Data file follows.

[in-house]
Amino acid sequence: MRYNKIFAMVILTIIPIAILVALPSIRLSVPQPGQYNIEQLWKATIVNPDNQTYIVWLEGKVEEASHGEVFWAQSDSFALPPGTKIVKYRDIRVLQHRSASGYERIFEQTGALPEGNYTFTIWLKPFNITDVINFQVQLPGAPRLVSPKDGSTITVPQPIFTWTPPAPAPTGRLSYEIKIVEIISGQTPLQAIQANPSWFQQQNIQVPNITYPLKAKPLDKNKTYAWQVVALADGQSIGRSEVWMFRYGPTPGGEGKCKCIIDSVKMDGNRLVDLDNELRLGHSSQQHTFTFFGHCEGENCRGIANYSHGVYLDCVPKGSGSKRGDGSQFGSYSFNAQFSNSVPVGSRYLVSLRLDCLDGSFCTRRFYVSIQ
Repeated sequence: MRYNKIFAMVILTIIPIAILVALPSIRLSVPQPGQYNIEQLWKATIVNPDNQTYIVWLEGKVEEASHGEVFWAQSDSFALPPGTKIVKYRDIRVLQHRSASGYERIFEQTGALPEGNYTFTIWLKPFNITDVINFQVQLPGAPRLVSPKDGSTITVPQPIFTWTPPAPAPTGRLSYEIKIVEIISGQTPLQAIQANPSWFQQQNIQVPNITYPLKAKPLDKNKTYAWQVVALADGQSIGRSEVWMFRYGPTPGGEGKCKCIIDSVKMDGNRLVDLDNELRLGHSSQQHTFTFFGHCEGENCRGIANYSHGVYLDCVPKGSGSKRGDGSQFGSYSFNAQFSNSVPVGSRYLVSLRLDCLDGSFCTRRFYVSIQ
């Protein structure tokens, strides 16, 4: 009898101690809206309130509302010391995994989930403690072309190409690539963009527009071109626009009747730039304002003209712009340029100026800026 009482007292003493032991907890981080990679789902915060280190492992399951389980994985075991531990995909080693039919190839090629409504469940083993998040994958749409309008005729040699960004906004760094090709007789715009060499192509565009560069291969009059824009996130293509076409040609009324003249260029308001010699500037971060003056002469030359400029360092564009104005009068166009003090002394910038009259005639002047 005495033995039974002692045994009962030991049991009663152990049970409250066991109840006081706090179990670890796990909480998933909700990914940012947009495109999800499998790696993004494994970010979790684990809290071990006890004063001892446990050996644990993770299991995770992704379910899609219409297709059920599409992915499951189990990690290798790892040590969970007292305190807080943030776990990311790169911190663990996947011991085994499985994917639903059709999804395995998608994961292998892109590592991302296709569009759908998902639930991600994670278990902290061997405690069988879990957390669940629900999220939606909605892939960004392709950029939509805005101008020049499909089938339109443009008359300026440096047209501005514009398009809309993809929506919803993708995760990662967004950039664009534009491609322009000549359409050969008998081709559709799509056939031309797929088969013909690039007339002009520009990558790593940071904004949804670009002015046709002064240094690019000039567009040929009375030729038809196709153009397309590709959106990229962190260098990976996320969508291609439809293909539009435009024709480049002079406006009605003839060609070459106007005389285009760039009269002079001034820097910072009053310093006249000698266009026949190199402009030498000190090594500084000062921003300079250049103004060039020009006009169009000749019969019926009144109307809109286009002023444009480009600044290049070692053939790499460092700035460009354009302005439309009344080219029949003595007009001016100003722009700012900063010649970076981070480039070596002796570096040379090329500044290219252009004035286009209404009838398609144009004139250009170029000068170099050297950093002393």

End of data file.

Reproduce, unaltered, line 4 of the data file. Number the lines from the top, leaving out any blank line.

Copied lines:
């Protein structure tokens, strides 16, 4: 009898101690809206309130509302010391995994989930403690072309190409690539963009527009071109626009009747730039304002003209712009340029100026800026 009482007292003493032991907890981080990679789902915060280190492992399951389980994985075991531990995909080693039919190839090629409504469940083993998040994958749409309008005729040699960004906004760094090709007789715009060499192509565009560069291969009059824009996130293509076409040609009324003249260029308001010699500037971060003056002469030359400029360092564009104005009068166009003090002394910038009259005639002047 005495033995039974002692045994009962030991049991009663152990049970409250066991109840006081706090179990670890796990909480998933909700990914940012947009495109999800499998790696993004494994970010979790684990809290071990006890004063001892446990050996644990993770299991995770992704379910899609219409297709059920599409992915499951189990990690290798790892040590969970007292305190807080943030776990990311790169911190663990996947011991085994499985994917639903059709999804395995998608994961292998892109590592991302296709569009759908998902639930991600994670278990902290061997405690069988879990957390669940629900999220939606909605892939960004392709950029939509805005101008020049499909089938339109443009008359300026440096047209501005514009398009809309993809929506919803993708995760990662967004950039664009534009491609322009000549359409050969008998081709559709799509056939031309797929088969013909690039007339002009520009990558790593940071904004949804670009002015046709002064240094690019000039567009040929009375030729038809196709153009397309590709959106990229962190260098990976996320969508291609439809293909539009435009024709480049002079406006009605003839060609070459106007005389285009760039009269002079001034820097910072009053310093006249000698266009026949190199402009030498000190090594500084000062921003300079250049103004060039020009006009169009000749019969019926009144109307809109286009002023444009480009600044290049070692053939790499460092700035460009354009302005439309009344080219029949003595007009001016100003722009700012900063010649970076981070480039070596002796570096040379090329500044290219252009004035286009209404009838398609144009004139250009170029000068170099050297950093002393």